The balance between copyright and fair use.



  • I'm curious where this balance actually lies and whether it needs to shift.

    I understand both sides of an argument, but my understanding of fair use has always been a little simpler.

    If someone is going to view the copy as an alternative to get the full experience of the original content, it is not fair use.

    Like, if I videotaped my daughter dancing to Frozen, it's fair use, because the movie is probably not going to be in full view, and definitely not in its entirety, but even that's not important. The question I would ask,

    Would the average person reasonably and purposefully view my upload instead of the original content expecting the full experience?

    This is where it gets a little unfair to copyright holders because someone can claim that a video recording from a low quality camera of a movie theater presentation fits within that definition of fair use, because it's no where near good quality, and it's a screen of a screen, with all of the video and audio deterioration.

    This of course, shifts the burden of proof to the content owners, and purposefully so.


    So, my question for the forum.

    How do others personally see fair use and copyright?





  • Yes, that's pretty much it, in it's current form.

    But I think it needs to be made stronger.

    Companies are supposed to check for fair use before they take action.

    I think companies should have to prove that the upload is not fair use.

    But then I'm struggling with size of a company. If I say, a really big company can afford to defend their work, then I'm buying into progressive logic, and not actually sticking to rights and laws. You see, the balance of rights can't shift because of an entity's size or power, because either side of the situation can be larger than the other at any given situation.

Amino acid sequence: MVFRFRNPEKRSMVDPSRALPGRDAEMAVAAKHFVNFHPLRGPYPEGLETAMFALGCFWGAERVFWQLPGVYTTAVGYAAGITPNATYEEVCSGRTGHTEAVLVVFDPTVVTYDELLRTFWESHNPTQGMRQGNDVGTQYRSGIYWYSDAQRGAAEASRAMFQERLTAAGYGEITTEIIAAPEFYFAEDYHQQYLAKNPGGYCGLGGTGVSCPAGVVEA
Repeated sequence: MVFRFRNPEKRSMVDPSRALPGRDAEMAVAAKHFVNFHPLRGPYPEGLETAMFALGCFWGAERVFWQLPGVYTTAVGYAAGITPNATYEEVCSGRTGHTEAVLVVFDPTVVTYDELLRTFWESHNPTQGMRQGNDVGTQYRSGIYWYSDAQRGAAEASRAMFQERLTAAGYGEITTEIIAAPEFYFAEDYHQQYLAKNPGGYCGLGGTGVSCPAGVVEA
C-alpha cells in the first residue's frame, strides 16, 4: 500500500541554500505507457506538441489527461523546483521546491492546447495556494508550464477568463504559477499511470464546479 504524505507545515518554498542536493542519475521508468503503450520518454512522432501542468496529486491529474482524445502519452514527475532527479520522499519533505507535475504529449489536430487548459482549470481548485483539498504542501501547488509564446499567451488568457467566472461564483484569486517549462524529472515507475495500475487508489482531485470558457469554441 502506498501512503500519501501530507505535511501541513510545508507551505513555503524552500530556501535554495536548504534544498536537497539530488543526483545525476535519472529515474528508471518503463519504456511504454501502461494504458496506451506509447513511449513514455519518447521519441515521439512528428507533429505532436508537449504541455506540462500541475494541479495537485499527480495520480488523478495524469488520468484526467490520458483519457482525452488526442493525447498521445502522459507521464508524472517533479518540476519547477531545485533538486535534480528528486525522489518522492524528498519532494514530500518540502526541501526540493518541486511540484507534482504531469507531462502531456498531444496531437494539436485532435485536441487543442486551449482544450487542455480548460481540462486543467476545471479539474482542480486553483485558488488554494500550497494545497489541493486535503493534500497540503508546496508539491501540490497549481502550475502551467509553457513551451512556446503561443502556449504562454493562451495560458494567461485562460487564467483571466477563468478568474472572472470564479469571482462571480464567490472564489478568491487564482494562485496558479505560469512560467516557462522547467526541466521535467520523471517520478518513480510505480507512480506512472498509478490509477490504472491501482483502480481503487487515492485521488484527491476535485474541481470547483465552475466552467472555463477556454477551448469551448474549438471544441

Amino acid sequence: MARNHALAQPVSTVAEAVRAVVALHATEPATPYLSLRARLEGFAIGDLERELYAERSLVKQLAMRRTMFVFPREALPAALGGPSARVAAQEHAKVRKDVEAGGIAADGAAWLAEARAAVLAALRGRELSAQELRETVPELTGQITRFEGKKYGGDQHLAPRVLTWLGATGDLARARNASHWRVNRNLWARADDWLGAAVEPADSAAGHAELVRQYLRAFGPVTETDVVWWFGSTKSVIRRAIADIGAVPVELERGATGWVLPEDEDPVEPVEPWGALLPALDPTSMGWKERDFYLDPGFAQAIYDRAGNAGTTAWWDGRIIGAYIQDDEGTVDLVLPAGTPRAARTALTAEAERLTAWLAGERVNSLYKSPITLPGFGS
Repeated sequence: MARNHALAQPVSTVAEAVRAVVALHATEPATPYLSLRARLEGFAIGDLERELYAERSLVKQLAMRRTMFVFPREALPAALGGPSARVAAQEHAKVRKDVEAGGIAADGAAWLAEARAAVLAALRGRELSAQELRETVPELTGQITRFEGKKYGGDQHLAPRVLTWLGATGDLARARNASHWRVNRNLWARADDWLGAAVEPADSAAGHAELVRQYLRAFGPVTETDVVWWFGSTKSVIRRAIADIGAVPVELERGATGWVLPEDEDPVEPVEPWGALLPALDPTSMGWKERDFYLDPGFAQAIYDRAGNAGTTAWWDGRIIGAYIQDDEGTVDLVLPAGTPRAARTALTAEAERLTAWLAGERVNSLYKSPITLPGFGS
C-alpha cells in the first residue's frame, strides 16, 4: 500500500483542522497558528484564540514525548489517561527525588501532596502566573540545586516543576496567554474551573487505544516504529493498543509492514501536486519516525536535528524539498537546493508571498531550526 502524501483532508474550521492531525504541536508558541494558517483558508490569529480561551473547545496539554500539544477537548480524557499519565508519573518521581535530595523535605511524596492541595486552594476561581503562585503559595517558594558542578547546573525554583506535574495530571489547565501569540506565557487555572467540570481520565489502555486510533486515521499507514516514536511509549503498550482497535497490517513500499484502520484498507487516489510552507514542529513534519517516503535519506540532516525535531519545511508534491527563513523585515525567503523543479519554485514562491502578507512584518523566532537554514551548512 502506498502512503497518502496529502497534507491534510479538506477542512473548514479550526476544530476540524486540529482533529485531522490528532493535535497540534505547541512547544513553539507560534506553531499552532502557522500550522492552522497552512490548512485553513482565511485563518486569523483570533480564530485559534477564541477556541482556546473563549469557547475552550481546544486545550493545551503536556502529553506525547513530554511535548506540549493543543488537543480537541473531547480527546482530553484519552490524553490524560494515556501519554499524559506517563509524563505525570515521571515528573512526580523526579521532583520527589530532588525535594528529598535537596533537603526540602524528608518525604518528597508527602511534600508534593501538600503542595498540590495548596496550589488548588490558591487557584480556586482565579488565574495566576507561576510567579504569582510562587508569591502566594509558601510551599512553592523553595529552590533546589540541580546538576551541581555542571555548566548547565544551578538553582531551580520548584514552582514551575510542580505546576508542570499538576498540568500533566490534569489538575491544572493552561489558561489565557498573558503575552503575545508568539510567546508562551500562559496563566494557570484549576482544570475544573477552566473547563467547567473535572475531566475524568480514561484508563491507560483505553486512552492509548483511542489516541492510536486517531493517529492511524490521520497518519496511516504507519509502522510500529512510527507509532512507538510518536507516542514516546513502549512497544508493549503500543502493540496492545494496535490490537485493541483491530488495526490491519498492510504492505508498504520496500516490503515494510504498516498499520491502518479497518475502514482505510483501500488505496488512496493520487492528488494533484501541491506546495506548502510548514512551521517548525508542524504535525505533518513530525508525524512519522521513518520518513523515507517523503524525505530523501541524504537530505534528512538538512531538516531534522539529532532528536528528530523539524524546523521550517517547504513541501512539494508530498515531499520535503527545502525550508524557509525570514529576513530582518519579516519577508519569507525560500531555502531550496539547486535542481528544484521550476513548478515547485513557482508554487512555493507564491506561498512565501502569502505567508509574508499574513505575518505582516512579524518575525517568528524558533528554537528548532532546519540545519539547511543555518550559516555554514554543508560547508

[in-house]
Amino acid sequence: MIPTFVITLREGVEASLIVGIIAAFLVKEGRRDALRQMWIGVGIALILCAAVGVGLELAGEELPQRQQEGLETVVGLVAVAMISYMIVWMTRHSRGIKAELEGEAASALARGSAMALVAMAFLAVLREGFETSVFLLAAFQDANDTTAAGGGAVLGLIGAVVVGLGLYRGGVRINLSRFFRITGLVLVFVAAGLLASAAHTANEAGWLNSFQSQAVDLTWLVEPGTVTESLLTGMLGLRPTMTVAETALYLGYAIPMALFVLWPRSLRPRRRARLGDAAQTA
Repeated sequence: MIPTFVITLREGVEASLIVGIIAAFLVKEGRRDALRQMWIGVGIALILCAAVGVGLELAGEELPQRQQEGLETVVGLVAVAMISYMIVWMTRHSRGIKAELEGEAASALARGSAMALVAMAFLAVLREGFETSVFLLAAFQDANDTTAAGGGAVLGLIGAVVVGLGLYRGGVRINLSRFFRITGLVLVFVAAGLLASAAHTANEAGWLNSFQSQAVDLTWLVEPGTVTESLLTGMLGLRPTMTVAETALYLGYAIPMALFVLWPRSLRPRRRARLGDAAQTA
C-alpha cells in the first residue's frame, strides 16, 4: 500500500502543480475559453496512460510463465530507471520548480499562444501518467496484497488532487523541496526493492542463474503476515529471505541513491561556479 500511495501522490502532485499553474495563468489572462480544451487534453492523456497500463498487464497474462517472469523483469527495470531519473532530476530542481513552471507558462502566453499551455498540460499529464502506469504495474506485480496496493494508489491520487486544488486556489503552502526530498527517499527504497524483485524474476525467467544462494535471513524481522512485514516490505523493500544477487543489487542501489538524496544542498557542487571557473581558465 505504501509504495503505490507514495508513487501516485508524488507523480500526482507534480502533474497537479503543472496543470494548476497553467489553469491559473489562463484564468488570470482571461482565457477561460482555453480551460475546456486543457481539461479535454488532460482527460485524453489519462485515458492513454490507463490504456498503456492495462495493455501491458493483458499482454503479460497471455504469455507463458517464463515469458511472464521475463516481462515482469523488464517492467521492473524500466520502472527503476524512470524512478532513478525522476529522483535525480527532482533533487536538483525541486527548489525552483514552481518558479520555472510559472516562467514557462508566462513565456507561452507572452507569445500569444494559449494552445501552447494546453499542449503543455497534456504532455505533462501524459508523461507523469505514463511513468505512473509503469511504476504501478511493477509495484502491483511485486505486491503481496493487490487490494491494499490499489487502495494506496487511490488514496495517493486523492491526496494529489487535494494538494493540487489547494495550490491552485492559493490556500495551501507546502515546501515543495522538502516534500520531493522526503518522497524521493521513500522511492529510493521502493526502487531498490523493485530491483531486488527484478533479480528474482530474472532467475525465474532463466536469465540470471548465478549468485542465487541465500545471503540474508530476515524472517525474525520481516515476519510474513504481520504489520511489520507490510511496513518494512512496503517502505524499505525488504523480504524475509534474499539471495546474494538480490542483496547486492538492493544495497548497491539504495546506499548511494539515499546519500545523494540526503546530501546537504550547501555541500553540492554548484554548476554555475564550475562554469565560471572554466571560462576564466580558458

The problem is that big companies can devote more power to protecting their work, and they do. So the current laws are not balanced for that situation.

    But you can reverse it, and have big companies straight up steal original content from an upload, and the uploader isn't big enough to protect themselves.

    So, neither side is adequately protected with the current laws.

    (For example, major networks on Youtube creating react videos where the entire original upload is silently viewed then commented on is breaking fair use).



  • The fair use thing is dumb. The focus should be on lowering copyright terms.

    If you create an X, I'm sorry, you shouldn't get paid for X for your ENTIRE LIFETIME than also have like 75 years of your ancestors also being paid for X. It's ludicrous. If the span of copyright were reasonable, most fair use questions would simply dissolve away.


  • Impossible Mission Players - A

    @blakeyrat said:

    ENTIRE LIFETIME

    Thanks Disney for being the great proponent of this, right?



  • I think part of the problem is copyright covers several forms of expression that aren't equivalent.

    IE: Musicians own the copyright of their performance(auditory work, split equally) but they don't own the copyright to the sheet music(written work) they use; assuming they didn't write the piece.

    I don't know if refining copyright based on the nature of the work would improve things because it can get dicey when you mix the expression form. IE: Video + Audio + Scrolling Text.

    The only way I can currently think of to punish bad-faith DMCAs is that anytime a counter-claim is filed a copy of the work in question and the claim paperwork is forwarded to the FBI. However that gets into Big Government vs Small Government yada yada and I don't want to turn this into a :fire: war 4 posts in.



  • @xaade said:

    Would the average person reasonably and purposefully view my upload instead of the original content expecting the full experience?

    Is a cover performance of a song fair use with respect to the original performer? The composer?

    Is an MP3 upload of a song from a CD fair use? A 2.0 downmix of a 5.1 song? A 2D version of a 3D movie?

    Is a let's play video of a game fair use? What if the game is a visual novel where gameplay is not a major factor?

    Is a scene-by-scene video review of a movie fair use? What about a review which contains only key scenes?

    Are Cliff's Notes versions of books fair use? Transcripts of videos? Lyrics of songs?

    The answer to your question depends very much on the definition of the "average person".



  • Except if you were doing a critique, review, or if you showed a part of the preview during the news.



  • @blakeyrat said:

    If the span of copyright were reasonable, most fair use questions would simply dissolve away.

    While I agree with the general sentiment that copyright period lasts way too long, I'm not sure it's related to fair use all that much. Things like let's plays, reviews or parodies are generally concerned with current material, not games, movies and songs from enough years ago for the copyright expiry to be reasonable.